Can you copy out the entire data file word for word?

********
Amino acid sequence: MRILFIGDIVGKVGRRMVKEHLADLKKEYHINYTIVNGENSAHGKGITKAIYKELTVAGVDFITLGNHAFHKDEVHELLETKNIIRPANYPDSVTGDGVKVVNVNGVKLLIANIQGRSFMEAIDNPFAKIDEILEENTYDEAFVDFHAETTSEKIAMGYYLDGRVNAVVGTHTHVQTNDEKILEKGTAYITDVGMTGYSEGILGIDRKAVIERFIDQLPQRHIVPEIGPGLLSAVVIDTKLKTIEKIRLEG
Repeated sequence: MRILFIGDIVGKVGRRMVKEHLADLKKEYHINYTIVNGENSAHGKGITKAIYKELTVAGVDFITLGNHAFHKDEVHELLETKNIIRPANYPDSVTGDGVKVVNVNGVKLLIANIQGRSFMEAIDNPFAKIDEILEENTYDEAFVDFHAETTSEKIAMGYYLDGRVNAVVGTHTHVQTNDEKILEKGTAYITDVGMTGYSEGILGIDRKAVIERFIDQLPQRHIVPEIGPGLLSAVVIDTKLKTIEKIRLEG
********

Amino acid sequence: MRILFIGDIVGKVGRRMVKEHLADLKKEYHINYTIVNGENSAHGKGITKAIYKELTVAGVDFITLGNHAFHKDEVHELLETKNIIRPANYPDSVTGDGVKVVNVNGVKLLIANIQGRSFMEAIDNPFAKIDEILEENTYDEAFVDFHAETTSEKIAMGYYLDGRVNAVVGTHTHVQTNDEKILEKGTAYITDVGMTGYSEGILGIDRKAVIERFIDQLPQRHIVPEIGPGLLSAVVIDTKLKTIEKIRLEG
Repeated sequence: MRILFIGDIVGKVGRRMVKEHLADLKKEYHINYTIVNGENSAHGKGITKAIYKELTVAGVDFITLGNHAFHKDEVHELLETKNIIRPANYPDSVTGDGVKVVNVNGVKLLIANIQGRSFMEAIDNPFAKIDEILEENTYDEAFVDFHAETTSEKIAMGYYLDGRVNAVVGTHTHVQTNDEKILEKGTAYITDVGMTGYSEGILGIDRKAVIERFIDQLPQRHIVPEIGPGLLSAVVIDTKLKTIEKIRLEG